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Last month, I shared my own productivity tips and a whole stack from my email list as well.
It was a hugely popular post so we are back on the productivity topic today with Nikolas Baron from Grammarly.
Back in 2010, one of my favorite authors, Neil Gaiman, shared eight rules of writing with readers of The Guardian.
His top tip? “Write.” His next tip was to “Put one word after another. Find the right word, put it down.”
Simple words that ring so true, yet, in this age of digital distraction, easier said than done.
An aspiring author’s most precious possessions are his or her ideas and imagination.
Just as important though, is time.
Without that, you simply wouldn’t be able to put pen to paper, finger to keypad, and translate what’s in your head to your readers.
And of course, in this current economic climate, unless you’re one of the lucky ones with a steady stream of passive income, then chances are, the time you spend writing, is time that could otherwise be spent earning a livelihood. Not to mention time that could be spent with your family or pursuing your interests.
As part of my work at automated online proofreader Grammarly, I spend a significant chunk of my time researching – both offline and online – how people write. And one of the main trends I’m noticing is that for writers, productivity – or put simply, how efficiently you write – continues to be a major issue.
From the plethora of online tools and resources available to help writers write better, here are a few of my top picks:
Tools that keep you focused
- For Mac users, Anti-Social is a great little tool that turns off the social parts of the internet. When you run Anti-Social, you’ll be blocked from social media distractions like Facebook and Twitter and other sites you specify. I used it to get this 600-word blog written in under 60 minutes, without being tempted to check-up on what my friends on Facebook were eating for lunch, or what my Twitter feed was saying about the latest Glee episode. In fact, the only way I could get back into my social networks was by rebooting my computer. Not something I like doing mid-blog.
- Another app that you may find useful is PomodoroApp, an online tool that utilises the Pomodoro Technique to manage time, and improve productivity. It is based on the principle that frequent breaks help you stay mentally agile. Though it may not be for everyone, for those who need a breather to recharge in between writing, this may just be the boost you need.
- And for those of you yearning for the spartan word processors of the 80s, where writing was just you and the screen, with absolutely no embellishments or distraction, then perhaps WriteRoom could be your writing sanctuary, your zen space away from the daily clutter of your laptop.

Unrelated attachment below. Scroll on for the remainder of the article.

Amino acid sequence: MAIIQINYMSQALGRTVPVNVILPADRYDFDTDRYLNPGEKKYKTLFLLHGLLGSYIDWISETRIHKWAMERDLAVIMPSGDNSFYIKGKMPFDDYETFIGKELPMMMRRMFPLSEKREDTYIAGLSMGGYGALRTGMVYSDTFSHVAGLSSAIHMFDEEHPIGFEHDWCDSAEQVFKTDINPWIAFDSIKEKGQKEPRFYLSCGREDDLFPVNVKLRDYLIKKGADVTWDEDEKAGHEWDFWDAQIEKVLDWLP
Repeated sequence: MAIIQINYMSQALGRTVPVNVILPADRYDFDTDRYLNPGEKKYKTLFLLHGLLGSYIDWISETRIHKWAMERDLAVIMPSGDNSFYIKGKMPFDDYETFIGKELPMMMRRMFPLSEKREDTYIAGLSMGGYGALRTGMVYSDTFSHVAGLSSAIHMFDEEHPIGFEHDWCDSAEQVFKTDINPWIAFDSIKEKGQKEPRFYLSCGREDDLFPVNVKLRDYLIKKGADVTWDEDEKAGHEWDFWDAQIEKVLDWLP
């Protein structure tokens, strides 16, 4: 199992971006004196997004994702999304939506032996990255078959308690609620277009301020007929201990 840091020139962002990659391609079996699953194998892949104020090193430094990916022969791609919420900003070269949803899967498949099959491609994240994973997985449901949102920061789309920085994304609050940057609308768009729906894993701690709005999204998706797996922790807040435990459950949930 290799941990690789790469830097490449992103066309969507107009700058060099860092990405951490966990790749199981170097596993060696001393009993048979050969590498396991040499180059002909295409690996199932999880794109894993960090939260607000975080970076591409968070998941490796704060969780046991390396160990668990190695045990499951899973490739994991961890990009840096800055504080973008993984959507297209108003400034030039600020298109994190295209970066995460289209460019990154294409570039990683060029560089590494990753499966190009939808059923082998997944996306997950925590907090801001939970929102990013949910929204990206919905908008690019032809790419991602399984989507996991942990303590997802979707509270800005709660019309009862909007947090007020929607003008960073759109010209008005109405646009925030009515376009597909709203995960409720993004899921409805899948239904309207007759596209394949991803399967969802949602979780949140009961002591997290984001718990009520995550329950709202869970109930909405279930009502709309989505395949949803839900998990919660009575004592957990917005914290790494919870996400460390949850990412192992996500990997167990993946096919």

Apps that keep you creative
- When the dreaded blank page stares back at you, and the words don’t come one after the other, then maybe you could do with some help from the people at writing.com. They’ve come up with several apps including Writing Prompts, an app for iPhone and Android that uses “sketches, words, colors, genres and different types of writing to create random bits of creative inspiration.” They’ve also included a database of 600 creative writing prompts to nudge you along whenever you need it.
- In the same vein is Character Prompts, which gives you 19 different profile characteristics filled with randomly generated information. The app includes 150 thought-provoking questions to help develop a character.
- Then there’s Writer’s Block Buster, which has a “muse and scenario generator/storage engine that allows you to create and keep track of all of the people, places, and things in your story as well as generate and keep track of the scenarios that cause the interactions between those objects that drive your plot forward.”
Apps that make an author’s work easier
- If you haven’t used any of the online note management tools widely available, like Evernote, then now is the time. Much like an ideas book, you can jot down thoughts from any compatible device, including your phone, and it synchronises with your account in the cloud. This would come in pretty handy if you, like me, often have brainwave moments while crossing the street or waiting in line for a coffee.
- And of course, there’s Grammarly, which acts like your personal grammar coach and can help you find and correct up to 10 times more mistakes than your regular word processor. Grammarly can also help you avoid plagiarism by checking your writing against more than 8 billion documents.
So there you have it, a few tools that I hope will help you in your quest to – borrowing a phrase from Neil Gaiman – finish what you’re writing.
Do you have any specific tools for productivity? Please do let us know in the comments below.
Nikolas works at Grammarly, a natural language processing startup in San Francisco. He spends most of his time researching how people are writing in an attempt to extrapolate valuable insights for Grammarly's product strategy. Beyond the occasional sports injury incurred while skiing or playing basketball, Nikolas enjoys reading, writing about and discussing the future of our beautiful language.